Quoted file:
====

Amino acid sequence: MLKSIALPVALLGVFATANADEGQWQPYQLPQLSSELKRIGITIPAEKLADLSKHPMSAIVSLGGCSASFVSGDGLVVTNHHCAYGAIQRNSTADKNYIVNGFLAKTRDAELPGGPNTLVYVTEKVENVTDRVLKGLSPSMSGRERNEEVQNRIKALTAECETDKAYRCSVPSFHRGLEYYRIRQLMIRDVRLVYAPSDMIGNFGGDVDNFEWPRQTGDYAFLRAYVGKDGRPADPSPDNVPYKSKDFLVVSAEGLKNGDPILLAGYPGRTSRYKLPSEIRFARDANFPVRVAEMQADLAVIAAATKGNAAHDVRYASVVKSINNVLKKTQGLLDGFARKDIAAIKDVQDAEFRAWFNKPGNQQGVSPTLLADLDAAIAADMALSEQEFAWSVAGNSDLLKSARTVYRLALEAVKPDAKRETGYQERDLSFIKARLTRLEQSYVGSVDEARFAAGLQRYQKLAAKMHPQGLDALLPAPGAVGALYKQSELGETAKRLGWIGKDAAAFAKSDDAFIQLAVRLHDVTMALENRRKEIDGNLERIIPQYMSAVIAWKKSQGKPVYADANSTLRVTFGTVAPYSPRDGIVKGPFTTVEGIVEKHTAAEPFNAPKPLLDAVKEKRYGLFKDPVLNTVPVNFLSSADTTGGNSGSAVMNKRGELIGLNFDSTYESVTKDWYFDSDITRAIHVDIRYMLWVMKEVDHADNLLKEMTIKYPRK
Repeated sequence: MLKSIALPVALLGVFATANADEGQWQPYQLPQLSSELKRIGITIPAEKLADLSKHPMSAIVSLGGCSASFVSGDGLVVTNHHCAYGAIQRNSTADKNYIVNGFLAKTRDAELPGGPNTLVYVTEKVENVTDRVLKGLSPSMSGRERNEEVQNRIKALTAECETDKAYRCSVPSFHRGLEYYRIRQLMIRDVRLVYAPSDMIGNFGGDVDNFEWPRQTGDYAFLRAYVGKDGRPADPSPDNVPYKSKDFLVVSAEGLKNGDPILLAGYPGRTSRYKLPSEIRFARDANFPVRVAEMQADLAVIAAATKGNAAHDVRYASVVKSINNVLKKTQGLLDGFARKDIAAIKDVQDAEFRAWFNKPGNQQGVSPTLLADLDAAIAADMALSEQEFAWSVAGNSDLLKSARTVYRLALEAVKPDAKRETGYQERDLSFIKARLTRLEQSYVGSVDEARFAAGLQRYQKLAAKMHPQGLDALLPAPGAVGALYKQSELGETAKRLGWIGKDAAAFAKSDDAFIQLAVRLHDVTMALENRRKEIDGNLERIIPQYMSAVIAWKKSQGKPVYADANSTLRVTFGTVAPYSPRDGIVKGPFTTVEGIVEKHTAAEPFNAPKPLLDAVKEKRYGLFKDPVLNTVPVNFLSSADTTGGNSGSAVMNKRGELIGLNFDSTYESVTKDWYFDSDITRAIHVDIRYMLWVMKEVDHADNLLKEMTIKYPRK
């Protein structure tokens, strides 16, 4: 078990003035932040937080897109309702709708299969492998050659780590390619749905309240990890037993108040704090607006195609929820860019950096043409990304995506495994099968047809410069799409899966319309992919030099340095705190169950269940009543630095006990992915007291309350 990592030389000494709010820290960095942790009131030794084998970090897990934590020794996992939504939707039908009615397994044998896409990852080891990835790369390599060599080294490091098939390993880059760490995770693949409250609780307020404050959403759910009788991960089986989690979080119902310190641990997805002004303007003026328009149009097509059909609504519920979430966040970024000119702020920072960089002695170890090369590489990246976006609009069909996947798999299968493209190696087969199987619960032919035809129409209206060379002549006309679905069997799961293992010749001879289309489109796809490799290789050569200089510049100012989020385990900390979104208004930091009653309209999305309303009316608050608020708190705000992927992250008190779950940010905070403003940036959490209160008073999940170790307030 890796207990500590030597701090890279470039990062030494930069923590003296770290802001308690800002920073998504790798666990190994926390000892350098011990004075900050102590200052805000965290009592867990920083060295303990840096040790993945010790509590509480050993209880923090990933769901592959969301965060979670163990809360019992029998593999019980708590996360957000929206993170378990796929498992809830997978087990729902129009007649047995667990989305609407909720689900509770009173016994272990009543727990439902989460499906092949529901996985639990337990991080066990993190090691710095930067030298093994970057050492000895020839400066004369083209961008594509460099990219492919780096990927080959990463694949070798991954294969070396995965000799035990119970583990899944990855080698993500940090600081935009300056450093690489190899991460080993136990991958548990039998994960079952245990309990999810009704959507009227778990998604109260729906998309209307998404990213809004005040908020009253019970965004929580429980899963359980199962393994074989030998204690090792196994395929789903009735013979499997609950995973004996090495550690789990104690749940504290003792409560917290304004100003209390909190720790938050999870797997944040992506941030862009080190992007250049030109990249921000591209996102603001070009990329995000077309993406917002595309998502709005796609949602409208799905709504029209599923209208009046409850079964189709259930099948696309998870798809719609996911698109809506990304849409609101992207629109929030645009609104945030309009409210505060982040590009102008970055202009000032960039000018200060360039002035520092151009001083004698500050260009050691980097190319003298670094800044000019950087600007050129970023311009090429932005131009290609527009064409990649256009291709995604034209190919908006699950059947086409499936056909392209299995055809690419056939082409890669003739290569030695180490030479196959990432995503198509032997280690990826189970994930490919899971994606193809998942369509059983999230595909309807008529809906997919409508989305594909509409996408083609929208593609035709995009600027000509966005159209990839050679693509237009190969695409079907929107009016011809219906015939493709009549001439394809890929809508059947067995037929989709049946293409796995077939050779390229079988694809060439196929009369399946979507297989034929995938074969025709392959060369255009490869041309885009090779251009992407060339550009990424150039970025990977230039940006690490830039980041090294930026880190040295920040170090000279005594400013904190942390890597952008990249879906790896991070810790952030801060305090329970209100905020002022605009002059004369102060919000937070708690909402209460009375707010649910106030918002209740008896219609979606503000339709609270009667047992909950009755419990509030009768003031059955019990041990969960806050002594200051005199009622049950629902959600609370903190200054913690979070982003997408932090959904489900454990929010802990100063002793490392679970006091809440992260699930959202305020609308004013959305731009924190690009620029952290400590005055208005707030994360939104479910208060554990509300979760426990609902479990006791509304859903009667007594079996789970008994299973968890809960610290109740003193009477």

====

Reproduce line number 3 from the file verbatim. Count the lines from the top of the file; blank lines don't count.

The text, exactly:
């Protein structure tokens, strides 16, 4: 078990003035932040937080897109309702709708299969492998050659780590390619749905309240990890037993108040704090607006195609929820860019950096043409990304995506495994099968047809410069799409899966319309992919030099340095705190169950269940009543630095006990992915007291309350 990592030389000494709010820290960095942790009131030794084998970090897990934590020794996992939504939707039908009615397994044998896409990852080891990835790369390599060599080294490091098939390993880059760490995770693949409250609780307020404050959403759910009788991960089986989690979080119902310190641990997805002004303007003026328009149009097509059909609504519920979430966040970024000119702020920072960089002695170890090369590489990246976006609009069909996947798999299968493209190696087969199987619960032919035809129409209206060379002549006309679905069997799961293992010749001879289309489109796809490799290789050569200089510049100012989020385990900390979104208004930091009653309209999305309303009316608050608020708190705000992927992250008190779950940010905070403003940036959490209160008073999940170790307030 890796207990500590030597701090890279470039990062030494930069923590003296770290802001308690800002920073998504790798666990190994926390000892350098011990004075900050102590200052805000965290009592867990920083060295303990840096040790993945010790509590509480050993209880923090990933769901592959969301965060979670163990809360019992029998593999019980708590996360957000929206993170378990796929498992809830997978087990729902129009007649047995667990989305609407909720689900509770009173016994272990009543727990439902989460499906092949529901996985639990337990991080066990993190090691710095930067030298093994970057050492000895020839400066004369083209961008594509460099990219492919780096990927080959990463694949070798991954294969070396995965000799035990119970583990899944990855080698993500940090600081935009300056450093690489190899991460080993136990991958548990039998994960079952245990309990999810009704959507009227778990998604109260729906998309209307998404990213809004005040908020009253019970965004929580429980899963359980199962393994074989030998204690090792196994395929789903009735013979499997609950995973004996090495550690789990104690749940504290003792409560917290304004100003209390909190720790938050999870797997944040992506941030862009080190992007250049030109990249921000591209996102603001070009990329995000077309993406917002595309998502709005796609949602409208799905709504029209599923209208009046409850079964189709259930099948696309998870798809719609996911698109809506990304849409609101992207629109929030645009609104945030309009409210505060982040590009102008970055202009000032960039000018200060360039002035520092151009001083004698500050260009050691980097190319003298670094800044000019950087600007050129970023311009090429932005131009290609527009064409990649256009291709995604034209190919908006699950059947086409499936056909392209299995055809690419056939082409890669003739290569030695180490030479196959990432995503198509032997280690990826189970994930490919899971994606193809998942369509059983999230595909309807008529809906997919409508989305594909509409996408083609929208593609035709995009600027000509966005159209990839050679693509237009190969695409079907929107009016011809219906015939493709009549001439394809890929809508059947067995037929989709049946293409796995077939050779390229079988694809060439196929009369399946979507297989034929995938074969025709392959060369255009490869041309885009090779251009992407060339550009990424150039970025990977230039940006690490830039980041090294930026880190040295920040170090000279005594400013904190942390890597952008990249879906790896991070810790952030801060305090329970209100905020002022605009002059004369102060919000937070708690909402209460009375707010649910106030918002209740008896219609979606503000339709609270009667047992909950009755419990509030009768003031059955019990041990969960806050002594200051005199009622049950629902959600609370903190200054913690979070982003997408932090959904489900454990929010802990100063002793490392679970006091809440992260699930959202305020609308004013959305731009924190690009620029952290400590005055208005707030994360939104479910208060554990509300979760426990609902479990006791509304859903009667007594079996789970008994299973968890809960610290109740003193009477």